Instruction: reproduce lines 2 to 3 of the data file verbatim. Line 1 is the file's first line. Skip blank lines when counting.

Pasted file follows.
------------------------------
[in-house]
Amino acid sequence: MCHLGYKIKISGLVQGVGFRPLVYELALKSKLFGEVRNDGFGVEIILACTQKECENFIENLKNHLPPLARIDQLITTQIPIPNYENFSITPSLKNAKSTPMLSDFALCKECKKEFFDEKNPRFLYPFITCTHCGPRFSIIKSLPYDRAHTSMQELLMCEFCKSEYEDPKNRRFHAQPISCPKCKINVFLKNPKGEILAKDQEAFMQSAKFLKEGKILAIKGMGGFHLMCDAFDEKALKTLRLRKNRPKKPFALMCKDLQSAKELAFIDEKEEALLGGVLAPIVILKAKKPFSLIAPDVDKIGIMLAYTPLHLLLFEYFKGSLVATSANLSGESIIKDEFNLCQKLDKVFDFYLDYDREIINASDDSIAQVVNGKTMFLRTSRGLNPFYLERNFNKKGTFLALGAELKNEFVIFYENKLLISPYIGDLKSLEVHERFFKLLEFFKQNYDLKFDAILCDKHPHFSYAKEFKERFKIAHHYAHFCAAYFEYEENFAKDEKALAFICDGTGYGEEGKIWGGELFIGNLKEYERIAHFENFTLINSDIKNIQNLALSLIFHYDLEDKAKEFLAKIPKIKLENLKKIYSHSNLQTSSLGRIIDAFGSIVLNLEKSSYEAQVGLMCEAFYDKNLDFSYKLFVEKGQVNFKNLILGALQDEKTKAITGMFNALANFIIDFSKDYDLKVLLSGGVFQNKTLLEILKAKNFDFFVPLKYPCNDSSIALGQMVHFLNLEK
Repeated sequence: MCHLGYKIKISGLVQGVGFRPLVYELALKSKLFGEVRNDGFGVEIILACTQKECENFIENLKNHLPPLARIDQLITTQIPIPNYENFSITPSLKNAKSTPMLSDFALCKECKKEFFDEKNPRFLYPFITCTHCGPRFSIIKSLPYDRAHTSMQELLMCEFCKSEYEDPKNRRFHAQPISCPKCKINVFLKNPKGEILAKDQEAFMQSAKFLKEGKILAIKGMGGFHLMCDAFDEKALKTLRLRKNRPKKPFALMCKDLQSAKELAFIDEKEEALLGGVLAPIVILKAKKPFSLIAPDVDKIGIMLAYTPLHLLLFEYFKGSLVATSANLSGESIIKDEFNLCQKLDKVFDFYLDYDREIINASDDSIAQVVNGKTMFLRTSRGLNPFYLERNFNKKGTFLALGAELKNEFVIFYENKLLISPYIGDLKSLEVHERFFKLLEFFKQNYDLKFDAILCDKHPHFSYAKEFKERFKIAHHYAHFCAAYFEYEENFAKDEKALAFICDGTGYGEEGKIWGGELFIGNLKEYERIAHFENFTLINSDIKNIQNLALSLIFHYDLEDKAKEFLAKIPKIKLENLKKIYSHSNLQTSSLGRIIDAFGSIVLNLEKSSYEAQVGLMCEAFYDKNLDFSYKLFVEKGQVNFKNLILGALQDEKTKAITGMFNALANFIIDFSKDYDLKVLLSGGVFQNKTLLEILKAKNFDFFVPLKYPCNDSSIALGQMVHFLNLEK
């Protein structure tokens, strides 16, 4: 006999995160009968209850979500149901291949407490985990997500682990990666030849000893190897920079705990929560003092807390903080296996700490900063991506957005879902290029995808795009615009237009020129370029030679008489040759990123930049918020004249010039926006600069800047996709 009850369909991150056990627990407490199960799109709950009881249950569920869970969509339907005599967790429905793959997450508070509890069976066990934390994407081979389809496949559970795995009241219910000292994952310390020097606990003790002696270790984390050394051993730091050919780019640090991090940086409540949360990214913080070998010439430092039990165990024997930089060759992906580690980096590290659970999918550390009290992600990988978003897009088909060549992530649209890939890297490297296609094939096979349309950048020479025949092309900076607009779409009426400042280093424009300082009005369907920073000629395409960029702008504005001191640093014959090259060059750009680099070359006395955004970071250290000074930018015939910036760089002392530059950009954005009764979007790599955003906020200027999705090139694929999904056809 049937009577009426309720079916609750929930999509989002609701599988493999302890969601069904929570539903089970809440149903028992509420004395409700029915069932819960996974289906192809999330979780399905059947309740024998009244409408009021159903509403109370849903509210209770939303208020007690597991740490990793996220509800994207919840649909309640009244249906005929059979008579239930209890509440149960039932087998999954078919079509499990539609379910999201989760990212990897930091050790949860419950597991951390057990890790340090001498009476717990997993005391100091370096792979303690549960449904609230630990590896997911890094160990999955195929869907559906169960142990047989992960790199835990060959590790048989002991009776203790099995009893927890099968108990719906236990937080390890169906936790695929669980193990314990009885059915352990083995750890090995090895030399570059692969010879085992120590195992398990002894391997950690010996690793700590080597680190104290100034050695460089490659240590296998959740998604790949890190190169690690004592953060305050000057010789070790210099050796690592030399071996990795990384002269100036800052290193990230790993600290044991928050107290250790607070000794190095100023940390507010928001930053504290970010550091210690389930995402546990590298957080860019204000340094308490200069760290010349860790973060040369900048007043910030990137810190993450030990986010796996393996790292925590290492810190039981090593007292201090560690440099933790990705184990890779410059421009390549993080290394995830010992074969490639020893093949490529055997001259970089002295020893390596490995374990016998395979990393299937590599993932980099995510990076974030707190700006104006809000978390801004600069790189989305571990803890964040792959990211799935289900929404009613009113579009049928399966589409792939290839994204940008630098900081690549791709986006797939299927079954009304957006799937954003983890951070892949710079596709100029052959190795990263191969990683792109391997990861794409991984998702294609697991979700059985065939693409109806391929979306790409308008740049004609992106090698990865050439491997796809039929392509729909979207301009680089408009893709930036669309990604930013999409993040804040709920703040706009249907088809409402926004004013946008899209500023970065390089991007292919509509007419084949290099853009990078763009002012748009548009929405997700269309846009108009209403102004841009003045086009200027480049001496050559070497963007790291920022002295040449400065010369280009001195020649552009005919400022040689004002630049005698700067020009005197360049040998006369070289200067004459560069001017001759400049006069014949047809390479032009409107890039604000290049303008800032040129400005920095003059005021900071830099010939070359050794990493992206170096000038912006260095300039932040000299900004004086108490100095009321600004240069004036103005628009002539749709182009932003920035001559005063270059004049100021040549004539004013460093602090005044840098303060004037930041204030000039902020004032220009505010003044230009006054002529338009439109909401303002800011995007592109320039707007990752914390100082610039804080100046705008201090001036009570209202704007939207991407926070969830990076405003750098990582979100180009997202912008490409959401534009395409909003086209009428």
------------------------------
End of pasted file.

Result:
Amino acid sequence: MCHLGYKIKISGLVQGVGFRPLVYELALKSKLFGEVRNDGFGVEIILACTQKECENFIENLKNHLPPLARIDQLITTQIPIPNYENFSITPSLKNAKSTPMLSDFALCKECKKEFFDEKNPRFLYPFITCTHCGPRFSIIKSLPYDRAHTSMQELLMCEFCKSEYEDPKNRRFHAQPISCPKCKINVFLKNPKGEILAKDQEAFMQSAKFLKEGKILAIKGMGGFHLMCDAFDEKALKTLRLRKNRPKKPFALMCKDLQSAKELAFIDEKEEALLGGVLAPIVILKAKKPFSLIAPDVDKIGIMLAYTPLHLLLFEYFKGSLVATSANLSGESIIKDEFNLCQKLDKVFDFYLDYDREIINASDDSIAQVVNGKTMFLRTSRGLNPFYLERNFNKKGTFLALGAELKNEFVIFYENKLLISPYIGDLKSLEVHERFFKLLEFFKQNYDLKFDAILCDKHPHFSYAKEFKERFKIAHHYAHFCAAYFEYEENFAKDEKALAFICDGTGYGEEGKIWGGELFIGNLKEYERIAHFENFTLINSDIKNIQNLALSLIFHYDLEDKAKEFLAKIPKIKLENLKKIYSHSNLQTSSLGRIIDAFGSIVLNLEKSSYEAQVGLMCEAFYDKNLDFSYKLFVEKGQVNFKNLILGALQDEKTKAITGMFNALANFIIDFSKDYDLKVLLSGGVFQNKTLLEILKAKNFDFFVPLKYPCNDSSIALGQMVHFLNLEK
Repeated sequence: MCHLGYKIKISGLVQGVGFRPLVYELALKSKLFGEVRNDGFGVEIILACTQKECENFIENLKNHLPPLARIDQLITTQIPIPNYENFSITPSLKNAKSTPMLSDFALCKECKKEFFDEKNPRFLYPFITCTHCGPRFSIIKSLPYDRAHTSMQELLMCEFCKSEYEDPKNRRFHAQPISCPKCKINVFLKNPKGEILAKDQEAFMQSAKFLKEGKILAIKGMGGFHLMCDAFDEKALKTLRLRKNRPKKPFALMCKDLQSAKELAFIDEKEEALLGGVLAPIVILKAKKPFSLIAPDVDKIGIMLAYTPLHLLLFEYFKGSLVATSANLSGESIIKDEFNLCQKLDKVFDFYLDYDREIINASDDSIAQVVNGKTMFLRTSRGLNPFYLERNFNKKGTFLALGAELKNEFVIFYENKLLISPYIGDLKSLEVHERFFKLLEFFKQNYDLKFDAILCDKHPHFSYAKEFKERFKIAHHYAHFCAAYFEYEENFAKDEKALAFICDGTGYGEEGKIWGGELFIGNLKEYERIAHFENFTLINSDIKNIQNLALSLIFHYDLEDKAKEFLAKIPKIKLENLKKIYSHSNLQTSSLGRIIDAFGSIVLNLEKSSYEAQVGLMCEAFYDKNLDFSYKLFVEKGQVNFKNLILGALQDEKTKAITGMFNALANFIIDFSKDYDLKVLLSGGVFQNKTLLEILKAKNFDFFVPLKYPCNDSSIALGQMVHFLNLEK